The Medieval period was not one of rampant ignorance. The 14th century saw the beginnings of the Renaissance. The engines of this rebirth were the universities. Some were already several centuries old by the early 14th century, and it had now become popular to assist in founding new ones. By 1500, nearly 70 had been founded. While theology and law were the major fields of study, medicine and "natural philosophy" (science) were becoming increasingly popular, and some universities even offered courses in estate management. Medieval universities were quite different from modern ones, which owe their organization to German reforms of the 19th century. Initially, universities were little more than guilds of teachers who settled down in a building provided by a city or local bishop. By the 15th century, many of these universities were becoming independent entities. Basically, the university provided a place for the teachers and students to live together, as well as lecture halls and a library. The original purpose of a university degree was that it served as a licence to teach. But the courses of instruction were so long (a Doctor of Theology degree could take 16 years to obtain) that many students stayed until they thought they had learned all they needed (or could afford) and then went on to get a job based on their having "attended university" for so many years.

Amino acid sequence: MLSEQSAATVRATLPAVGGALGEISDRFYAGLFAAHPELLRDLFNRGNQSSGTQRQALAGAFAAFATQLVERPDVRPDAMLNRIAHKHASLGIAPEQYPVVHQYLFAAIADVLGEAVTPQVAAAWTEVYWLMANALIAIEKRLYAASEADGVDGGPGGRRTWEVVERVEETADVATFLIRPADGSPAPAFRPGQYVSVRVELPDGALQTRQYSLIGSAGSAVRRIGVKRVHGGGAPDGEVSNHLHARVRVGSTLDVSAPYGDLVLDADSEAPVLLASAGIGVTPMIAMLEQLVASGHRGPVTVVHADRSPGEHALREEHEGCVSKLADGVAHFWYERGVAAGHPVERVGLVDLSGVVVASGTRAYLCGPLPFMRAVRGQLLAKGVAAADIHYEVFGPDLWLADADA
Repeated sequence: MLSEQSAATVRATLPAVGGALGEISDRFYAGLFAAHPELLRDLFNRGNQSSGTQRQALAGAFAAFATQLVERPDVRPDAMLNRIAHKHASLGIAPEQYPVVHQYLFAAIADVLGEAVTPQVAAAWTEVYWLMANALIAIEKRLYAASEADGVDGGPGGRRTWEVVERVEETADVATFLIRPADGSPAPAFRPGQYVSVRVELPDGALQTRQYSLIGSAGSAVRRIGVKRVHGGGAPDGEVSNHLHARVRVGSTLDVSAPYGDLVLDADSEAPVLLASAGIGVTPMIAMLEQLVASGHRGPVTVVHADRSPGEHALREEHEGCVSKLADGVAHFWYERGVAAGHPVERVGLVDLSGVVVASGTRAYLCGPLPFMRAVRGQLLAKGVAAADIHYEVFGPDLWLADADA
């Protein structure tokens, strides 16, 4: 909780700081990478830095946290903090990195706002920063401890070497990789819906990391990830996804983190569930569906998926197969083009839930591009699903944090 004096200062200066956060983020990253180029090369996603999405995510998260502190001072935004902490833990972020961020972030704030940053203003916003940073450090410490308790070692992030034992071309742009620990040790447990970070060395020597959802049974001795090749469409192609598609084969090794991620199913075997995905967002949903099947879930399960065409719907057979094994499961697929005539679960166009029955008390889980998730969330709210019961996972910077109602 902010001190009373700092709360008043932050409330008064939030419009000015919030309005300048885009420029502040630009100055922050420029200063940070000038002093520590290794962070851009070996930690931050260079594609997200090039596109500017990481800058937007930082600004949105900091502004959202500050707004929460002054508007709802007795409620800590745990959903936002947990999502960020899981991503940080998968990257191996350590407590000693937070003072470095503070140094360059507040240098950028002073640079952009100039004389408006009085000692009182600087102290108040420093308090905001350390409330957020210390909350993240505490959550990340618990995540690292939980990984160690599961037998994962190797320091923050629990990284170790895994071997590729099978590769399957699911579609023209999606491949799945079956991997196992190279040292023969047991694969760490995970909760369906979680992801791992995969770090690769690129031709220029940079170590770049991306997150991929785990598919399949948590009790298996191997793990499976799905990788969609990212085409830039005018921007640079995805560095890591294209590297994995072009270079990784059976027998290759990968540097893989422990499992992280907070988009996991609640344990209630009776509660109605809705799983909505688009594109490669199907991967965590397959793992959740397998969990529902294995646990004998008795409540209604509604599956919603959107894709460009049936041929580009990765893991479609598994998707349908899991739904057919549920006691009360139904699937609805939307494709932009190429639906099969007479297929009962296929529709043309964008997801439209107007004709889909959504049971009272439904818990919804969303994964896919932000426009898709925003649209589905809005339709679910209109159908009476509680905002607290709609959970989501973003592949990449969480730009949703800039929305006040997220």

Below is a list of the universities present in Western Europe in 1337:
Fief Institution (not necessarily the name of
G0000 Amalfi, Salerno, Naples
ILA00 Piacenza, Vercelli
IVR00 Vicenza, Padua
L0000 Palencia, Salamanca
PPS00 Rome, Bologna
The only other universities in Europe at this time are at Lisbon and Coimbra, in Portugal, and at Constantinople. Several more were created during the Hundred Years' War: two in Spain, eight in Italy, three in Scotland, about a dozen in France, etc.